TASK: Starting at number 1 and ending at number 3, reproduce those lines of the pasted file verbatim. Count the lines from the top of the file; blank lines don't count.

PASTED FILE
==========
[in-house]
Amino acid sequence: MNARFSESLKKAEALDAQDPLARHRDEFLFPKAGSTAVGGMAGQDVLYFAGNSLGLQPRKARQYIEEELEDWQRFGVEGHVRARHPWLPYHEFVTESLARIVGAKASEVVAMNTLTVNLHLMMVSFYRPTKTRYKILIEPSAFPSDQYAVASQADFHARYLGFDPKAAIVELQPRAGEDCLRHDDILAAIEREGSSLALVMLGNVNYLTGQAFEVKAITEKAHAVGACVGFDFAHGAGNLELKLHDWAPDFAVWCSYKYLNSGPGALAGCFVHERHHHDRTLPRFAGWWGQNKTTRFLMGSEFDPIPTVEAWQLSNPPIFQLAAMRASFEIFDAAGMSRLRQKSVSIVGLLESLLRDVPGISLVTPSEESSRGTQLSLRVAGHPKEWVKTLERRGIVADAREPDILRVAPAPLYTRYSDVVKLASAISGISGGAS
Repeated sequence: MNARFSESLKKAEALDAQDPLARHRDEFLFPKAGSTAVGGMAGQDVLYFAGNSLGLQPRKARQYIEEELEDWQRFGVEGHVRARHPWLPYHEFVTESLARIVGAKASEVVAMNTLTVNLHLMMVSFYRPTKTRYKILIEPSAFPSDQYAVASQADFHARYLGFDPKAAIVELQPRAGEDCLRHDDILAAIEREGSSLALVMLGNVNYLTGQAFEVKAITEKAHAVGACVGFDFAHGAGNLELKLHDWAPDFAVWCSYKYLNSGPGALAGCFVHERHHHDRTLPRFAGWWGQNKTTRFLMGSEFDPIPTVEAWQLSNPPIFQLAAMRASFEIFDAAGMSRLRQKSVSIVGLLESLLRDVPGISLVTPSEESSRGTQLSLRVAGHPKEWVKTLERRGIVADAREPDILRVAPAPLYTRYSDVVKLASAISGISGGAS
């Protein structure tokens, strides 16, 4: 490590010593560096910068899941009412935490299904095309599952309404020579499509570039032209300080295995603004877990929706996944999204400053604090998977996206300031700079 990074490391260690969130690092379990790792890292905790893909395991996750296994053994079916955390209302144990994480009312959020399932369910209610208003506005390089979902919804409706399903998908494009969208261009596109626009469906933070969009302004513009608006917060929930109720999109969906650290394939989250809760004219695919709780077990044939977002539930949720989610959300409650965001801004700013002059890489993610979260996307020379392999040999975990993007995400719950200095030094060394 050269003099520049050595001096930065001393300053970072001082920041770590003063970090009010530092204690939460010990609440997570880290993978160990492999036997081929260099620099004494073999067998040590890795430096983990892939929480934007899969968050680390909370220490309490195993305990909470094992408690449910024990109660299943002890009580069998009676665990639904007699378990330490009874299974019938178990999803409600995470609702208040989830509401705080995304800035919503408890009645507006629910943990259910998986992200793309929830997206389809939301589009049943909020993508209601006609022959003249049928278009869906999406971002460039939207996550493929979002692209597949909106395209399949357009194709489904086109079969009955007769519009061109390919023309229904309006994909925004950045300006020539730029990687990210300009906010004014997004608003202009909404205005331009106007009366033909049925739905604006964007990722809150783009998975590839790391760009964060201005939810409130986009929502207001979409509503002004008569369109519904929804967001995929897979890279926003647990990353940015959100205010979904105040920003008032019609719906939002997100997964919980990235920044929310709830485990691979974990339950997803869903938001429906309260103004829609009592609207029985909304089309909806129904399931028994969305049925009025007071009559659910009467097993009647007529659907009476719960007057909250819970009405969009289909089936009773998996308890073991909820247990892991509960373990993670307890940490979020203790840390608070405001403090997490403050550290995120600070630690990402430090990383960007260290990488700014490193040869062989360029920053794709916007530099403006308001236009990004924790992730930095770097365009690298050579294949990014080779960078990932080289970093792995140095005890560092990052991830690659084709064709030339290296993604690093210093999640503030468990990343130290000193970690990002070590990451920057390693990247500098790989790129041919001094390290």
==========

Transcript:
[in-house]
Amino acid sequence: MNARFSESLKKAEALDAQDPLARHRDEFLFPKAGSTAVGGMAGQDVLYFAGNSLGLQPRKARQYIEEELEDWQRFGVEGHVRARHPWLPYHEFVTESLARIVGAKASEVVAMNTLTVNLHLMMVSFYRPTKTRYKILIEPSAFPSDQYAVASQADFHARYLGFDPKAAIVELQPRAGEDCLRHDDILAAIEREGSSLALVMLGNVNYLTGQAFEVKAITEKAHAVGACVGFDFAHGAGNLELKLHDWAPDFAVWCSYKYLNSGPGALAGCFVHERHHHDRTLPRFAGWWGQNKTTRFLMGSEFDPIPTVEAWQLSNPPIFQLAAMRASFEIFDAAGMSRLRQKSVSIVGLLESLLRDVPGISLVTPSEESSRGTQLSLRVAGHPKEWVKTLERRGIVADAREPDILRVAPAPLYTRYSDVVKLASAISGISGGAS
Repeated sequence: MNARFSESLKKAEALDAQDPLARHRDEFLFPKAGSTAVGGMAGQDVLYFAGNSLGLQPRKARQYIEEELEDWQRFGVEGHVRARHPWLPYHEFVTESLARIVGAKASEVVAMNTLTVNLHLMMVSFYRPTKTRYKILIEPSAFPSDQYAVASQADFHARYLGFDPKAAIVELQPRAGEDCLRHDDILAAIEREGSSLALVMLGNVNYLTGQAFEVKAITEKAHAVGACVGFDFAHGAGNLELKLHDWAPDFAVWCSYKYLNSGPGALAGCFVHERHHHDRTLPRFAGWWGQNKTTRFLMGSEFDPIPTVEAWQLSNPPIFQLAAMRASFEIFDAAGMSRLRQKSVSIVGLLESLLRDVPGISLVTPSEESSRGTQLSLRVAGHPKEWVKTLERRGIVADAREPDILRVAPAPLYTRYSDVVKLASAISGISGGAS